On this Diwali day celebration I had the good boon to speak to a crowd at Kamalaksha’s apartment.  They wanted to hear about some of my walking ventures which, in my experience, is always a good way for reaching out.

May the Source be with you!

5 km



Tuesday, October 17th, 2017

Ujjain, India

The Seasoned and the Young

I’m always amazed by the sacrifice of the other older monks, swamis, brahmacharis and grihastas (householders).  When we meet, we discuss what is relevant.  Part visionary, part strategic and part problem solving would be the categories of topics that we go over.  Meetings can be long but they are important.

I was requested to give an extra class, in Q and A format, to the younger men.  The room became filled with souls of the ashram.  Their hearts were also filled—with questions.

“How do you stay enthusiastic?”

Answer simplified:  “Stay in the company of those who are zealous.  It is contagious.”

Second answer:  “Just do it.  Pondering too much is hesitation.  Act more, think less.”

“Can you clarify the difference between principle and detail?”

Answer: The overall principle is sweet surrender.  All the little steps taken to get closer to perfection are the details.  The principle or concept is the same for everyone.  The approach varies.  One example is Arjuna was to surrender to Krishna, but his approach was as a ksatriya, protector, and that is not for everyone.  Someone functions as a moralistic mentor, someone as police, someone as a producer of goods, someone as a physical labourer.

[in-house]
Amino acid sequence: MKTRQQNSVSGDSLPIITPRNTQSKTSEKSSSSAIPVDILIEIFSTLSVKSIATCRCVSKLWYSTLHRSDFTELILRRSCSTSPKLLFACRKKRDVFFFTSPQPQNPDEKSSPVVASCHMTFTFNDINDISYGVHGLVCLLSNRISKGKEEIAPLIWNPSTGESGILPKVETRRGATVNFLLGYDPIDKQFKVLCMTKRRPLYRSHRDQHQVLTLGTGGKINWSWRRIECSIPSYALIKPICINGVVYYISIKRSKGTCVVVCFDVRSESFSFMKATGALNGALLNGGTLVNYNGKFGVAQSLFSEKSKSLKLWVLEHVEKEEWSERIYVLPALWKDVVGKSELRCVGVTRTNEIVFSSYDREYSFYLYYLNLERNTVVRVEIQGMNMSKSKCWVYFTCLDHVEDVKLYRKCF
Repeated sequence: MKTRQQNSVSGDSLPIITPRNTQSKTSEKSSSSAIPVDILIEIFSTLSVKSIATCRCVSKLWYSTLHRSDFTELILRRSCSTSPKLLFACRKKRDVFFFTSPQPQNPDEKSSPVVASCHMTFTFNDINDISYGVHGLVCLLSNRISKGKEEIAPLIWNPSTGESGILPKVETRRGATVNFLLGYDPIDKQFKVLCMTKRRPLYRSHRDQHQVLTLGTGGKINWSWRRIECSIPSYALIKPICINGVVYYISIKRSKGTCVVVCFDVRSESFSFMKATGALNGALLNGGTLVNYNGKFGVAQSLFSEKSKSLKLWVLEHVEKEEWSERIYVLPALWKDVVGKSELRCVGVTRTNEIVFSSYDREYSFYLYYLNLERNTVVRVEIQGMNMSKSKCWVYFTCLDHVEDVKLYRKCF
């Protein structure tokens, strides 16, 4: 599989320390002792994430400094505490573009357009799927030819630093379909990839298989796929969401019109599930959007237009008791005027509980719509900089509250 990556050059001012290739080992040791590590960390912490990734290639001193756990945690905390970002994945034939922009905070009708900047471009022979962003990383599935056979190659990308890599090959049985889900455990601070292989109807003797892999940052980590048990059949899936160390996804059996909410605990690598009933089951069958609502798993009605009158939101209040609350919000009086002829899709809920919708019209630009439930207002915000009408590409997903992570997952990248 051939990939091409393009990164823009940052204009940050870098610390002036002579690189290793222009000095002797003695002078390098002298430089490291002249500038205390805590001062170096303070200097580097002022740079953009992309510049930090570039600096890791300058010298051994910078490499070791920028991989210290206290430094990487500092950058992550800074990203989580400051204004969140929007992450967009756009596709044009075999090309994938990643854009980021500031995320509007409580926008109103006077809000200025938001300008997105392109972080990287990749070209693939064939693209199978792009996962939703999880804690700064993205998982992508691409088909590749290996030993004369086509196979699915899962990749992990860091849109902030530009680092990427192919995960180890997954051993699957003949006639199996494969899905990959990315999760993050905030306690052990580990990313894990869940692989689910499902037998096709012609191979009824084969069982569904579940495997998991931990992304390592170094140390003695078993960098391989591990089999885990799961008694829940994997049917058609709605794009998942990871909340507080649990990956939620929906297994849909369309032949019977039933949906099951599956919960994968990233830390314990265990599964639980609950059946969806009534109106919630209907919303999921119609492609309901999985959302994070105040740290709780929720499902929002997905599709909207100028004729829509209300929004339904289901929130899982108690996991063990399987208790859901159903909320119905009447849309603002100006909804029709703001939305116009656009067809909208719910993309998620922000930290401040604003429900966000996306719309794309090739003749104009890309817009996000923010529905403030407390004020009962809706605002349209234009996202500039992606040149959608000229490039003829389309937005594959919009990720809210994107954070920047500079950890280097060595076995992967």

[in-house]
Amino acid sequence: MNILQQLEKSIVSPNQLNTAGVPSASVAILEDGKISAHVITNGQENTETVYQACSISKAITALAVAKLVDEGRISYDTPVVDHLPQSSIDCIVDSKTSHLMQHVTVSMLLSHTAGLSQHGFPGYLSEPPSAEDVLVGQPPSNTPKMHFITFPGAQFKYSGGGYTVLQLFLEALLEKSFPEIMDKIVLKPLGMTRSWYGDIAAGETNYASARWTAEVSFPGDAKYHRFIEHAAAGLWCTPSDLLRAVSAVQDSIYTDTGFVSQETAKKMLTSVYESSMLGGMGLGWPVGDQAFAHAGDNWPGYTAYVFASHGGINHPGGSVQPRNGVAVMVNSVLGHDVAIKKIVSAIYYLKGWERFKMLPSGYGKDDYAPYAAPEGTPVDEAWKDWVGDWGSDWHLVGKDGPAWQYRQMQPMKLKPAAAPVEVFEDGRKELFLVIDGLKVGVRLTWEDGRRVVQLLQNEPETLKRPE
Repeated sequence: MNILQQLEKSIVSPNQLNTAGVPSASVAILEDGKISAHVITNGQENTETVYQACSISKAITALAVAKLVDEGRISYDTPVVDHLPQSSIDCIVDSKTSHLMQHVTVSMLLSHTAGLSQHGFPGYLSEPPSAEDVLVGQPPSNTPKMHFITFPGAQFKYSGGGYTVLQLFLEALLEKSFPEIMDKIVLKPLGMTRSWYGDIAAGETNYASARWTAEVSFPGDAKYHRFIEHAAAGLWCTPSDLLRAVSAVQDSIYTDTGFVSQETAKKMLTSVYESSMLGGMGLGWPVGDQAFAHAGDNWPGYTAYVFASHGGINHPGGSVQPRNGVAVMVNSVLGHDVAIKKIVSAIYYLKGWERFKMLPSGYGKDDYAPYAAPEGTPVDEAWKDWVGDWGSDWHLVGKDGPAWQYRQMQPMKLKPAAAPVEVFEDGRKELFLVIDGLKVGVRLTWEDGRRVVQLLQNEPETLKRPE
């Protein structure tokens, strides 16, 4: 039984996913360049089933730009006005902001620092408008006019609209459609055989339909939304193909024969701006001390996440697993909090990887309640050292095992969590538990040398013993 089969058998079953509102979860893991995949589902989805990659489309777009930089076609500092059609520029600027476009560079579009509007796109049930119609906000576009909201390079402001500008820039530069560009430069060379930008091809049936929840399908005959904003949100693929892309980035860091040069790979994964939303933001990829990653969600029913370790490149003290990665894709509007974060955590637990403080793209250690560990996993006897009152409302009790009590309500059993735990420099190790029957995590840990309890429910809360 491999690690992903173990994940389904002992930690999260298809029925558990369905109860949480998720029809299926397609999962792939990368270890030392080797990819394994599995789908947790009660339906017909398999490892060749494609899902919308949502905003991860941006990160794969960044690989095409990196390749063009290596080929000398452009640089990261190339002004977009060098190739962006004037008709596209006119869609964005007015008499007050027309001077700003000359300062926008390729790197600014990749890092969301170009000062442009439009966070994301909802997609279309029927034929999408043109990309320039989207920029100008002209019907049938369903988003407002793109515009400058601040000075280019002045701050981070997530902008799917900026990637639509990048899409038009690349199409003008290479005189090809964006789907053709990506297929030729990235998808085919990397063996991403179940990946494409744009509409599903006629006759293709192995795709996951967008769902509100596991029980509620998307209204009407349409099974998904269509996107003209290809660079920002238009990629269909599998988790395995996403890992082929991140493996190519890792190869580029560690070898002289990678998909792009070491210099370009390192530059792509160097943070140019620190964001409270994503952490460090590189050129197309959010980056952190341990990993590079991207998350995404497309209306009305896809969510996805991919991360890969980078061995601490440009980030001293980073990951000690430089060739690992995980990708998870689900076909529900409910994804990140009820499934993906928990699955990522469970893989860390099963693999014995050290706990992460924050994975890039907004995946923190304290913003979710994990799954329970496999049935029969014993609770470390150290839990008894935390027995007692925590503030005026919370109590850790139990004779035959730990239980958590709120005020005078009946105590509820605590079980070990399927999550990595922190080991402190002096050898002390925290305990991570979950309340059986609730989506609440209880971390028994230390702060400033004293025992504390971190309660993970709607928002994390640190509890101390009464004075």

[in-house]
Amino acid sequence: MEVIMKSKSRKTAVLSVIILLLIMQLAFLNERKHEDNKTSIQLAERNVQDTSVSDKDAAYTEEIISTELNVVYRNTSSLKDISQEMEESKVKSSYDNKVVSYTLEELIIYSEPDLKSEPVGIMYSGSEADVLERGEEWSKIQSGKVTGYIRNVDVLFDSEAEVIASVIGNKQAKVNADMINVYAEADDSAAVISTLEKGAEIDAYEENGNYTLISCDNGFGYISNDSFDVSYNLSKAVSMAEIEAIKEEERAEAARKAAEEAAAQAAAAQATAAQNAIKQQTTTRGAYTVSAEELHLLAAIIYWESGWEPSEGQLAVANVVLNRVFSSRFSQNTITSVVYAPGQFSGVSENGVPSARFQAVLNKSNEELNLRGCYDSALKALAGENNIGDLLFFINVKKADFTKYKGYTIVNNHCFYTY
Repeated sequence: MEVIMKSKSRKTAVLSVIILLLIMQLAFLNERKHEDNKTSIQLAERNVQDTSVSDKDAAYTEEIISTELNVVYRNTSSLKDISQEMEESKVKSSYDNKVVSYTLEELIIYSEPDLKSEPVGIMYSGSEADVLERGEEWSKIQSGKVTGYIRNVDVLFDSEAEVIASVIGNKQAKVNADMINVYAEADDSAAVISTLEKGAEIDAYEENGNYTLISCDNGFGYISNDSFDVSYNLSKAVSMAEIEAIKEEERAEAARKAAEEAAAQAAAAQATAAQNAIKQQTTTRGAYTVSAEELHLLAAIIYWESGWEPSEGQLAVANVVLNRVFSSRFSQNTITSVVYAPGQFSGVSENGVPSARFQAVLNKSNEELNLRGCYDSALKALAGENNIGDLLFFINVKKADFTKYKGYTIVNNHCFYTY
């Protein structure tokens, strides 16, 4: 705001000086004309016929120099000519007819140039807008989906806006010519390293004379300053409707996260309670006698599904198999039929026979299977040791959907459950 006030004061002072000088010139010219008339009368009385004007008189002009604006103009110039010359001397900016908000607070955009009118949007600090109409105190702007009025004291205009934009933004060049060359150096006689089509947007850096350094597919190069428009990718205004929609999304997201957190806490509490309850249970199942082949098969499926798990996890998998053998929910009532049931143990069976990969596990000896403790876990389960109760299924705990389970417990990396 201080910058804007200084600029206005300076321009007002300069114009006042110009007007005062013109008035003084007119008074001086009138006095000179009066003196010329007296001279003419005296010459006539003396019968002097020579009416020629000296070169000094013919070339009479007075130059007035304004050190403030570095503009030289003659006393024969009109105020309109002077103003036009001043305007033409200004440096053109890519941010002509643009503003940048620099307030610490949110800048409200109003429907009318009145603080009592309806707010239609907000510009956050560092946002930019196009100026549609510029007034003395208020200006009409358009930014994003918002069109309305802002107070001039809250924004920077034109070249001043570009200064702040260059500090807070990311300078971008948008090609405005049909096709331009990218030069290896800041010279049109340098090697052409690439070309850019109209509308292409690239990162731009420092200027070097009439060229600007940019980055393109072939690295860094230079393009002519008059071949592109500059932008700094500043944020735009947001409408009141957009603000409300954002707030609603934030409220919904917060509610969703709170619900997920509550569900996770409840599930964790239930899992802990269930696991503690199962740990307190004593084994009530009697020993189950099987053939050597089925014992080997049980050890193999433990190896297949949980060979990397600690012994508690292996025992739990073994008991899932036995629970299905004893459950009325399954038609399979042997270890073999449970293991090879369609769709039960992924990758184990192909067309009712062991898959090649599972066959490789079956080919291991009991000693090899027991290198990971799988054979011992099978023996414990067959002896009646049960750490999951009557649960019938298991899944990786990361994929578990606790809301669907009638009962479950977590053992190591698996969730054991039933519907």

“Can you tell us of one of your walking experiences?”

Answer: I detailed my encounter with the grizzly bear.  They liked that one too.

I also learned one thing from those monastic students.  When they go out in public, they wear white.

“Why?” I asked.

“Because although people respect the saffron, they don’t want to see their sons become renunciants.

May the Source be with you!
6 km

Monday, October 16th, 2017

Ujjain, India

One of My Heroes 

My actual walking while in Ujjain is the pacing I do in the corridor of the guest house I’m in or the circumambulation on the walkway around the temple.  This second location is interesting enough.  I begin pacing and one person joins me, then another and another… In this way it builds up to the point of an army.

Someone said I’m the Pied Piper.  Another exaggeration came from a sannyasi (swami), a godbrother.  “If you stayed in India for a while, you’d have millions of disciples!”  That was flattering, as he was referring to the hundreds of people who cling to the kirtan/chanting led in the evenings.

My response was, “The chanting belongs to the One whose name we are referring to.  It is Krishna’s name and it’s good to see people hooked to the practice.”

When Lokanath Swami leads, it also draws the crowds.  He can go on forever.  If I can also say something else in his favour, he is a committed walker.  It is he who began the padayatras throughout India and the world.  He told me that his padayatra (festival on foot) has been going on since the ’70s.  Every five years, the group returns to the same spot, referring to the rotation they follow.  His presentation also includes chanters and deities carried by two oxen.  He’s definitely one of my heroes.

Now from the morning class, I noted a few good points.  Yoga is defined as ‘equality’.  “Wit” comes from the Sanskrit vid (knowledge).  And “that” comes from the Sanskrit tat (something real).

May the Source be with you

8 km